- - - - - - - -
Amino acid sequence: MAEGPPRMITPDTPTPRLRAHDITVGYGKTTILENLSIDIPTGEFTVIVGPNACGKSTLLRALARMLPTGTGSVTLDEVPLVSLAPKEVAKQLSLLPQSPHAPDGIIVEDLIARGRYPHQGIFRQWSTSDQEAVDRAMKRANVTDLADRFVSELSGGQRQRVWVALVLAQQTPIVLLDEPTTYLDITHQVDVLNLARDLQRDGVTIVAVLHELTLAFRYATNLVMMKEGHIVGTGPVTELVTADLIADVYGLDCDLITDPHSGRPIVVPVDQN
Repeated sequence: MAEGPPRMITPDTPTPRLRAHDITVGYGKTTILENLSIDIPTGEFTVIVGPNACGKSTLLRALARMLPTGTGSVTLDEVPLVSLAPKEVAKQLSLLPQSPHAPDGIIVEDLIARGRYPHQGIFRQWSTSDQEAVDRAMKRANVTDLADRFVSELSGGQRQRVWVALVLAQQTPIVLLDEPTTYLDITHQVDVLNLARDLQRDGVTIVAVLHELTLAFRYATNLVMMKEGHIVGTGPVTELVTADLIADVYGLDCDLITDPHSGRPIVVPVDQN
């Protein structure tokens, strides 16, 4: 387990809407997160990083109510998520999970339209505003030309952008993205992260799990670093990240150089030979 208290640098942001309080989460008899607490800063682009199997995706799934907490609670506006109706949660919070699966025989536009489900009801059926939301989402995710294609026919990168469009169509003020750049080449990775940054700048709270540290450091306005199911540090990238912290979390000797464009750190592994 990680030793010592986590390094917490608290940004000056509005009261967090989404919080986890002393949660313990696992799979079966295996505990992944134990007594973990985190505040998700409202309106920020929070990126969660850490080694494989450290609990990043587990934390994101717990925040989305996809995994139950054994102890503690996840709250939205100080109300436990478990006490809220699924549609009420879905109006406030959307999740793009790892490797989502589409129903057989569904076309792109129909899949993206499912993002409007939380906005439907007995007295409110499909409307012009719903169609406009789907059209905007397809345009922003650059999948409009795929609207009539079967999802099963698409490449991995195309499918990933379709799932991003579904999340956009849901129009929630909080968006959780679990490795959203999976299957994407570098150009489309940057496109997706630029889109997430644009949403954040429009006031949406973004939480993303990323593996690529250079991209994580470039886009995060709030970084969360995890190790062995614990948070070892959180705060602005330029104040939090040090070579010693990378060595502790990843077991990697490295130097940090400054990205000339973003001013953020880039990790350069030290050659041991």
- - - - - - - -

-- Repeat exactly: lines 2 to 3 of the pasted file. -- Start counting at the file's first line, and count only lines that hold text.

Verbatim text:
Repeated sequence: MAEGPPRMITPDTPTPRLRAHDITVGYGKTTILENLSIDIPTGEFTVIVGPNACGKSTLLRALARMLPTGTGSVTLDEVPLVSLAPKEVAKQLSLLPQSPHAPDGIIVEDLIARGRYPHQGIFRQWSTSDQEAVDRAMKRANVTDLADRFVSELSGGQRQRVWVALVLAQQTPIVLLDEPTTYLDITHQVDVLNLARDLQRDGVTIVAVLHELTLAFRYATNLVMMKEGHIVGTGPVTELVTADLIADVYGLDCDLITDPHSGRPIVVPVDQN
């Protein structure tokens, strides 16, 4: 387990809407997160990083109510998520999970339209505003030309952008993205992260799990670093990240150089030979 208290640098942001309080989460008899607490800063682009199997995706799934907490609670506006109706949660919070699966025989536009489900009801059926939301989402995710294609026919990168469009169509003020750049080449990775940054700048709270540290450091306005199911540090990238912290979390000797464009750190592994 990680030793010592986590390094917490608290940004000056509005009261967090989404919080986890002393949660313990696992799979079966295996505990992944134990007594973990985190505040998700409202309106920020929070990126969660850490080694494989450290609990990043587990934390994101717990925040989305996809995994139950054994102890503690996840709250939205100080109300436990478990006490809220699924549609009420879905109006406030959307999740793009790892490797989502589409129903057989569904076309792109129909899949993206499912993002409007939380906005439907007995007295409110499909409307012009719903169609406009789907059209905007397809345009922003650059999948409009795929609207009539079967999802099963698409490449991995195309499918990933379709799932991003579904999340956009849901129009929630909080968006959780679990490795959203999976299957994407570098150009489309940057496109997706630029889109997430644009949403954040429009006031949406973004939480993303990323593996690529250079991209994580470039886009995060709030970084969360995890190790062995614990948070070892959180705060602005330029104040939090040090070579010693990378060595502790990843077991990697490295130097940090400054990205000339973003001013953020880039990790350069030290050659041991």